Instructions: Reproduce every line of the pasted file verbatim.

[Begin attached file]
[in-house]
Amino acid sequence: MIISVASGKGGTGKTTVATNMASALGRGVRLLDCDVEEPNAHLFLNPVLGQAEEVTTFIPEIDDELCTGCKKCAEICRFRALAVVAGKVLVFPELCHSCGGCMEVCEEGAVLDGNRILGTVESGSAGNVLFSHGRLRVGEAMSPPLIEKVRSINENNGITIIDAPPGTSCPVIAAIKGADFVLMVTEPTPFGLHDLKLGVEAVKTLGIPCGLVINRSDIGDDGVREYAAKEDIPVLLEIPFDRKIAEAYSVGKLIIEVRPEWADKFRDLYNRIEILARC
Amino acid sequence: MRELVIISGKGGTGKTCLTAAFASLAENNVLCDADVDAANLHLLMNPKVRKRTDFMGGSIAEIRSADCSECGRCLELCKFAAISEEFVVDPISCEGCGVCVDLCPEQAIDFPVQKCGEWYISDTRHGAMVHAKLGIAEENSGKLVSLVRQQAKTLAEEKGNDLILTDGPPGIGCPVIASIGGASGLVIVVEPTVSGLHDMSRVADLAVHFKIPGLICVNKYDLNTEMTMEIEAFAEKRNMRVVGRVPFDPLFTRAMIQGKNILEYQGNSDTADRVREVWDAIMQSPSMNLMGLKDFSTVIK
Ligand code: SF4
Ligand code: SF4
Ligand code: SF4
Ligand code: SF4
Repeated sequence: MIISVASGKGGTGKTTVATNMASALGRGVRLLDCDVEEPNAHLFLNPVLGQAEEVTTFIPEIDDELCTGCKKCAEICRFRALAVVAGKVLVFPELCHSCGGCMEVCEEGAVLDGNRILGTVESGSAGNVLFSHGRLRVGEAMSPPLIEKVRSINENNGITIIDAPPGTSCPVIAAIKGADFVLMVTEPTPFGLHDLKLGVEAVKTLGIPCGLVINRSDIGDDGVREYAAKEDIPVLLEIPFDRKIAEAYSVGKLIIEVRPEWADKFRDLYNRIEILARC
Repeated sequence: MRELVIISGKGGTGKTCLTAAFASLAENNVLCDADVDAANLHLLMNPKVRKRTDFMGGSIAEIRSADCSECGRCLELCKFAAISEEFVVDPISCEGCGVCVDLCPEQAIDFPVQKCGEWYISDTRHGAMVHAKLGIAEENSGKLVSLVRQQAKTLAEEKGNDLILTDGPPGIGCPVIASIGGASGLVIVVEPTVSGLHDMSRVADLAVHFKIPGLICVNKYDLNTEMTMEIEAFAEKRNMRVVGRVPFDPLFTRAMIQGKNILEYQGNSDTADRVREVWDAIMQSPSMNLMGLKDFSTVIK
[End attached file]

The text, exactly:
[in-house]
Amino acid sequence: MIISVASGKGGTGKTTVATNMASALGRGVRLLDCDVEEPNAHLFLNPVLGQAEEVTTFIPEIDDELCTGCKKCAEICRFRALAVVAGKVLVFPELCHSCGGCMEVCEEGAVLDGNRILGTVESGSAGNVLFSHGRLRVGEAMSPPLIEKVRSINENNGITIIDAPPGTSCPVIAAIKGADFVLMVTEPTPFGLHDLKLGVEAVKTLGIPCGLVINRSDIGDDGVREYAAKEDIPVLLEIPFDRKIAEAYSVGKLIIEVRPEWADKFRDLYNRIEILARC
Amino acid sequence: MRELVIISGKGGTGKTCLTAAFASLAENNVLCDADVDAANLHLLMNPKVRKRTDFMGGSIAEIRSADCSECGRCLELCKFAAISEEFVVDPISCEGCGVCVDLCPEQAIDFPVQKCGEWYISDTRHGAMVHAKLGIAEENSGKLVSLVRQQAKTLAEEKGNDLILTDGPPGIGCPVIASIGGASGLVIVVEPTVSGLHDMSRVADLAVHFKIPGLICVNKYDLNTEMTMEIEAFAEKRNMRVVGRVPFDPLFTRAMIQGKNILEYQGNSDTADRVREVWDAIMQSPSMNLMGLKDFSTVIK
Ligand code: SF4
Ligand code: SF4
Ligand code: SF4
Ligand code: SF4
Repeated sequence: MIISVASGKGGTGKTTVATNMASALGRGVRLLDCDVEEPNAHLFLNPVLGQAEEVTTFIPEIDDELCTGCKKCAEICRFRALAVVAGKVLVFPELCHSCGGCMEVCEEGAVLDGNRILGTVESGSAGNVLFSHGRLRVGEAMSPPLIEKVRSINENNGITIIDAPPGTSCPVIAAIKGADFVLMVTEPTPFGLHDLKLGVEAVKTLGIPCGLVINRSDIGDDGVREYAAKEDIPVLLEIPFDRKIAEAYSVGKLIIEVRPEWADKFRDLYNRIEILARC
Repeated sequence: MRELVIISGKGGTGKTCLTAAFASLAENNVLCDADVDAANLHLLMNPKVRKRTDFMGGSIAEIRSADCSECGRCLELCKFAAISEEFVVDPISCEGCGVCVDLCPEQAIDFPVQKCGEWYISDTRHGAMVHAKLGIAEENSGKLVSLVRQQAKTLAEEKGNDLILTDGPPGIGCPVIASIGGASGLVIVVEPTVSGLHDMSRVADLAVHFKIPGLICVNKYDLNTEMTMEIEAFAEKRNMRVVGRVPFDPLFTRAMIQGKNILEYQGNSDTADRVREVWDAIMQSPSMNLMGLKDFSTVIK